Title: The Monk Who Sold His Ferrari: A Fable About Fulfilling Your Dreams

Date Completed: 7/18/2011

Author(s): Robin Sharma

Copyright: 1991, HarperCollins

# pages: 198

Genre: Self Help

ISBN: 978-0-06-251567-4

NOTE:  I read this book in April 2010, so this is a repost of the review I did then.  This is a book that has to be re-read about once a year, so I just picked it back up and learned from it all over again.

I subscribe to a magazine called Success, and last month’s issue had an article about Robin Sharma.  They mentioned this book, and I was at the library that afternoon checking it out.  I have to admit, I was intrigued by the title.  I also liked the fact that his first copies of the book were printed and bound at Kinkos.  He wrote the book and didn’t base his success on whether or not he got published.

As you may know, I’m a self-help junkie.  I love this stuff, I freely admit.  I’m put a ton of it to practice in my life, and I really believe in it.  This is the kind of book that is good for the casual self-help reader because it delivers the message through a story rather than in a more textbook-type style.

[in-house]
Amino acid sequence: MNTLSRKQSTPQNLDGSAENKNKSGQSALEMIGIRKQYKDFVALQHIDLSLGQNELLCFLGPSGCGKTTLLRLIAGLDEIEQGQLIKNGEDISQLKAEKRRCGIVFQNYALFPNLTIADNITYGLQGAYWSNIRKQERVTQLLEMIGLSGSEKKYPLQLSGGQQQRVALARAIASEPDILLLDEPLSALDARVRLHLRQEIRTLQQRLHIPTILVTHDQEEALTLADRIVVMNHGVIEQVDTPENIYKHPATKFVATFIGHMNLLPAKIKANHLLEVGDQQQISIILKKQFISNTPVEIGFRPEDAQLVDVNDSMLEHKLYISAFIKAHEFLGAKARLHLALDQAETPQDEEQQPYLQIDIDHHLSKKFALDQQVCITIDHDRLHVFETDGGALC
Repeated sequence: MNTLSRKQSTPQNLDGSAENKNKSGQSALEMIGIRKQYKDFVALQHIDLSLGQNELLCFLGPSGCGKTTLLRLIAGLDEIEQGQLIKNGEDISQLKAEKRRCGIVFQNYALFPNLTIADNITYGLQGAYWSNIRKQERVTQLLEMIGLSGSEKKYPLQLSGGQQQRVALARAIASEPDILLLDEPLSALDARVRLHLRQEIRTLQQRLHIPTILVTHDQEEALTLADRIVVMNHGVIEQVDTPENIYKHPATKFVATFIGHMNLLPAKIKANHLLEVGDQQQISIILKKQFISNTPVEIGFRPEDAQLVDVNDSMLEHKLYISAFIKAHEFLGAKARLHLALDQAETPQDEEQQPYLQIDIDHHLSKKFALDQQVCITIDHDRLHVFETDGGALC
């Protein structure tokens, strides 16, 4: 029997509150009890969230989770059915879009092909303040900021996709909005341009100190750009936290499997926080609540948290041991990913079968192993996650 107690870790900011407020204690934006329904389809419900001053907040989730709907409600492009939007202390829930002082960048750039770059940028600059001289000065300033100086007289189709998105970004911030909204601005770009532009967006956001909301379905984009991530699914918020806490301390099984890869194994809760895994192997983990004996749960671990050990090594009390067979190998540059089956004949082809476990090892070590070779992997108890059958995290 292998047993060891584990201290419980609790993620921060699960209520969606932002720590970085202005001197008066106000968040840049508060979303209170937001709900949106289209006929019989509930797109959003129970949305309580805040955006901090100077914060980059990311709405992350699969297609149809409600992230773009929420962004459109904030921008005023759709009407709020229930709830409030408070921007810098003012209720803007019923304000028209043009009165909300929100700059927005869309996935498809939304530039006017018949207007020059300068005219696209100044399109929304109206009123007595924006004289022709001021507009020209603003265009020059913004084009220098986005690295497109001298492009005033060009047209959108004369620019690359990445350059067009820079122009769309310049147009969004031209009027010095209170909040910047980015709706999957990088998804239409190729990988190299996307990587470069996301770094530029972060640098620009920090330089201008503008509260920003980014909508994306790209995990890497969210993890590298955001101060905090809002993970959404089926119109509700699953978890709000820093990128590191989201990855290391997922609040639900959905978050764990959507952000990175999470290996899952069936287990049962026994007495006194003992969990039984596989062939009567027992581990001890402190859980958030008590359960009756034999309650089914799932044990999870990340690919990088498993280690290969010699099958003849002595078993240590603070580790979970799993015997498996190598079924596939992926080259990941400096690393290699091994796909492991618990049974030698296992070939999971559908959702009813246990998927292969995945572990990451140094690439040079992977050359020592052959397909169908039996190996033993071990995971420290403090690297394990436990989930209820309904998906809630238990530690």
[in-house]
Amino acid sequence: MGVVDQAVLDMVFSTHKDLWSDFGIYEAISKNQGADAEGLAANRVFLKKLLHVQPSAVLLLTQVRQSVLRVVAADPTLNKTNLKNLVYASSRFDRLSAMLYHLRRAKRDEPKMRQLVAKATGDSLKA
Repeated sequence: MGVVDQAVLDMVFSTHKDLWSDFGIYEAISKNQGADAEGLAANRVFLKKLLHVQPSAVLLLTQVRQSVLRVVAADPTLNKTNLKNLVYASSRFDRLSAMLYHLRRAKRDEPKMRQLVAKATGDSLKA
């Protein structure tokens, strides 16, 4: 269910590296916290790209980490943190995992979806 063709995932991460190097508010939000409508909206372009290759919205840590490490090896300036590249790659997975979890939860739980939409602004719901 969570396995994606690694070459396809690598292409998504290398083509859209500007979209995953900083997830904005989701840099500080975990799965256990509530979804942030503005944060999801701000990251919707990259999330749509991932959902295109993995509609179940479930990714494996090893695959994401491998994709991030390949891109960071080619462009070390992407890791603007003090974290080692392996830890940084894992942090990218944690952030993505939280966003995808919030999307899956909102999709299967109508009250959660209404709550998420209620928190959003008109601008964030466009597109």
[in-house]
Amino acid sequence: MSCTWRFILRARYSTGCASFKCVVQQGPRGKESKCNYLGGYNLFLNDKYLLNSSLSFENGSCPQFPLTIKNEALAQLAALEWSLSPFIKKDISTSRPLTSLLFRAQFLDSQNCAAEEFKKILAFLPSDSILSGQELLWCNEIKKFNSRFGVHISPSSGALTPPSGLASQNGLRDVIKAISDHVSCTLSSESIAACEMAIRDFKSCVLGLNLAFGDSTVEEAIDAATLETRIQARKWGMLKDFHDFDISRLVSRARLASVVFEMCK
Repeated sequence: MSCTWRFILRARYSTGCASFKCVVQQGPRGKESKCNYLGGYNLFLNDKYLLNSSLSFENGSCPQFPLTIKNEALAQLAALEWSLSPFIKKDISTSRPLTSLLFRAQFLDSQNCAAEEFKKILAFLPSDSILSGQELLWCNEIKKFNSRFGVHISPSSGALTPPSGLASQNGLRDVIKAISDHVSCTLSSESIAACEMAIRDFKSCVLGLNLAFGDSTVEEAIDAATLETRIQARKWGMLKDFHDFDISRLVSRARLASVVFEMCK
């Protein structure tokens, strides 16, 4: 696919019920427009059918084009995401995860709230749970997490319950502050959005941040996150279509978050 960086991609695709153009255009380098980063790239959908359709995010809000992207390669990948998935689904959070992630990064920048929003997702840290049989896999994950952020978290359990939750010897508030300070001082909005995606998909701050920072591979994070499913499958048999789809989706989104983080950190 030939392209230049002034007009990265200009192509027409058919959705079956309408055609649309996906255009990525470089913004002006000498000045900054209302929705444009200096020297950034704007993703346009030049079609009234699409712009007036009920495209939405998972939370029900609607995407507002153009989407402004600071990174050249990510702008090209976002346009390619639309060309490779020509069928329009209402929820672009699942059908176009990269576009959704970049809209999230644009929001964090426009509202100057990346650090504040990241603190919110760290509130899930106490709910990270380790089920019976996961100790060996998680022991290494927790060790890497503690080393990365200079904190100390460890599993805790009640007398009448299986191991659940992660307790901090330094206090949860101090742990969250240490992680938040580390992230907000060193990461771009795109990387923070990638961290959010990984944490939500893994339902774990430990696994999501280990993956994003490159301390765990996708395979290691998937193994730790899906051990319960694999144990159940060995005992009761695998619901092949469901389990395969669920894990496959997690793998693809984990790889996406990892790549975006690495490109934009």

Through the story of a successful lawyer whose life is out of balance, we learn the 7 virtues of enlightened living.  I like stories like this because you get into the story and forget that you are learning something.  And, ultimately, it is easier to remember what you learned because it isn’t a list of 7 virtues that you are trying to memorize.  It is a story with a plot line that includes the 7 virtues.  If you remember the story, you remember the virtues.


I’ll share my favorite virtue with you.  It is called ‘practice kaisen.’  Kaisen is the Japanese word for constant and never-ending improvement.  He talks about doing things that you fear in order to broaden your horizons.  He isn’t telling you to jump out of planes.  But, if you do things you fear, you gain courage.  When you gain courage, you start to see that  you can do the things you feel will make you happy, but you’re too scared to try.  For me, starting Building a Bookshelf is right up there.  I’ve always wanted to contribute in some way.  Last year, when I decided to grab the bull by the horns, I was scared.  But, I did it anyway.  I don’t know all of the answers when it comes to starting a charity, but I have the courage to give it a try and see where it leads.

After I finished the book, I returned it to the library and drove straight to the bookstore and bought myself a copy.  This is one that will be read and re-read so that I can remind myself that I am living an abundant life.